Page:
This time, she gave birth, disposed of the new born in a cold winter garden,
Outside her Halls of Residence.
While she suffered from internal bleeding.
She was one of the gifted few,
Who won an academic scholarship to study at the University of Otago
Which is well known for its successful Pacific Mentoring Programme.
Questions are now being asked,
Many questions indeed.
I have my own questions.
Where are her friends?
Where is her sperm-donor?
Why did she do it?
I can't imagine the pressure she felt, knowing she is carrying, but also knowing the high expectations from her family, friends, church and GOvernment.
I feel so sorry for this poor girl.
Someone will hate me for saying this(and frankly i don't give two shites) but the parents, the church, the friends, the Scholarship Committee should all take a piece of the blame.
And I too take the blame.
Because we as a community are quick to praise the good, but ignore the real issues at hand.
Every day, someone is suffering, and theyre that person you snubbed on the street, the friend you forgot to call, the child you slapped on the face because she dirtied her pink shoes.
The bottom line is, we are not the tight knit community we brag so loudly of.
There's holes, gaps and tears that drag us all downhill, theres abandoned children, battered wives, depressed faafafines and frustrated old men.
For scholarship students, the pressure is 3D times infinity because they have been heaved the expectations of success. Deliver or be disgraced.
But they should know that the weight is not their own to carry.
I.e: * momma should have talked to her about contraception, instead of assuming she's a virgin until marriage.
*The partner should have had protection
*The Government should have a set Action Plan to deals with these matters.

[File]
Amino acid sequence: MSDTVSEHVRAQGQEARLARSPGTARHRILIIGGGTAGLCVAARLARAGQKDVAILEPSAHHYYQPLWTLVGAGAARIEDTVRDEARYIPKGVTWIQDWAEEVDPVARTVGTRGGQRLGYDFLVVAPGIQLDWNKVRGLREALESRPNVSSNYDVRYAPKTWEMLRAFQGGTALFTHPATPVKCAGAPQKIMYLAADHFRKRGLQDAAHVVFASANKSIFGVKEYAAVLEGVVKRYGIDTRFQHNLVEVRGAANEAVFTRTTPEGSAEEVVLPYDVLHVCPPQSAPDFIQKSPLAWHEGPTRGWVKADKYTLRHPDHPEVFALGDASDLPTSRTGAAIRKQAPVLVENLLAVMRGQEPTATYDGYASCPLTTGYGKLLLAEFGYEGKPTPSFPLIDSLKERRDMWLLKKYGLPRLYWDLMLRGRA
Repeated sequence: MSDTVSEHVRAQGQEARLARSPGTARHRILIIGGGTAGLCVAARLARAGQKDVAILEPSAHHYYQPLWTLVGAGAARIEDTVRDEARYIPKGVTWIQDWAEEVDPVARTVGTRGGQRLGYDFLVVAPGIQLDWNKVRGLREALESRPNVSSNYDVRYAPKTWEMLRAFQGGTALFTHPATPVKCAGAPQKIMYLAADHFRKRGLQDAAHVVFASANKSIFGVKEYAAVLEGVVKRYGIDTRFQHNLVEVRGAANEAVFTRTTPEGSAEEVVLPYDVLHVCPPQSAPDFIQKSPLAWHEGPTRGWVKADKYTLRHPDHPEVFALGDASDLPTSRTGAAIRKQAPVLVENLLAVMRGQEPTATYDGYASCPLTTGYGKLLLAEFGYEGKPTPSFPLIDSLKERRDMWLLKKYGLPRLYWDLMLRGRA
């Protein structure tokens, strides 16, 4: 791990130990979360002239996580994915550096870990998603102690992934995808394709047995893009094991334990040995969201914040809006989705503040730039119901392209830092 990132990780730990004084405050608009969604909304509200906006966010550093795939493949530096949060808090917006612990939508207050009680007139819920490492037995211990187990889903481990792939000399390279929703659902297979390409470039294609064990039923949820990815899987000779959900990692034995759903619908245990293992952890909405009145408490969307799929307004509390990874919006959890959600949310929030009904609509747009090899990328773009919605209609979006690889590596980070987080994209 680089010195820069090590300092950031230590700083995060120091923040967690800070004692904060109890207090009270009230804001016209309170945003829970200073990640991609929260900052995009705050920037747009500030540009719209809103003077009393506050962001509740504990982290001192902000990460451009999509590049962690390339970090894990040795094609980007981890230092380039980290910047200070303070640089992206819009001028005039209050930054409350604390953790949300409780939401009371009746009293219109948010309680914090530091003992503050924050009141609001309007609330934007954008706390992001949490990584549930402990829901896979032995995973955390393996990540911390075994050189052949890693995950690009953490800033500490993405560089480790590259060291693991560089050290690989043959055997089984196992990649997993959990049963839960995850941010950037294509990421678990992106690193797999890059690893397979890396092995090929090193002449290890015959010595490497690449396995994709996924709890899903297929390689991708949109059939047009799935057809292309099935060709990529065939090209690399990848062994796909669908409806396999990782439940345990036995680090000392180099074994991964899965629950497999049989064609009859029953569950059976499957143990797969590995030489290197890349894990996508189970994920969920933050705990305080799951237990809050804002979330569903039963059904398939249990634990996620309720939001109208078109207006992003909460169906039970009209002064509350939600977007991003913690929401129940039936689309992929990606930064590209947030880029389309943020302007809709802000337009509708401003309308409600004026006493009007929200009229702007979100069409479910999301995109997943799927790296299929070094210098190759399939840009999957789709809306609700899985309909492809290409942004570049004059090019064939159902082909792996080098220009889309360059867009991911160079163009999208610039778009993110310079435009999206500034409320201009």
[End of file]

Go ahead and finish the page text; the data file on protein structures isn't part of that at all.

Back in my days of Noah, James Waterhouse used to cruise by Uni, ask us how were doing, and then off on his merry way. Brief but reassuring.
I queried about this back in 2002 when I was on the verge of incompleting my papers because i was lazy, skipping classes, laid back and simply not prioritising my work.
I suggested then that perhaps there should be a monitoring system for Samoan scholarship students.
Towards the end of my degree, Tasha Shon was working at the Samoan Embassy.
She wrote us all a letter saying she's there if we need help, yadayadayada, and then silence.
It seems like the Government knows that the problem is there but are not keen to solve it.
Well, what would it be? The peanuts for a consultant or the thousands wasted when students fail and get charged with manslaughter?
There needs to be a stronger support network/system for Samoan students studying abroad.
We mustn't forget that these students come from Samoa (Savaii included, yay!).
Where there are no secrets, no privacy, no downtime, everybody is everybody's business.
At home, you are surrounded by nagging relations.
At school, you are spoon fed and disciplined by teachers who are not afraid to whack your fingertips with the wood duster.
You are constantly supervised, controlled, interfered with and involved.
Then you get the scholarship, and all of a sudden, you are....
That very change has lead to the demise of many, I am no exception.
On my first year, I was so overwhelmed by the 'life', of freedom, no parents, no uncles, no aunties, no teachers, no church, no "discipline".
I had a ball, (balls actually), drank like a fish (still do actually, shet), partied like madness, and best of all, the Government of Samoa financed our lifestyle.
Every two weeks, we queu up to the ATM, and become one day millionaires, while our poor families pray and praise their intelligent child who is studying hard overseas.
The reality hit hard, when I failed my first batch of assignments, and then the next, and then I got on the phone and cried to my mommy like a whinny 5 year old.
She said to me:
"Missie, You did not pray enough"
The bottom line is: These students need help, NOW.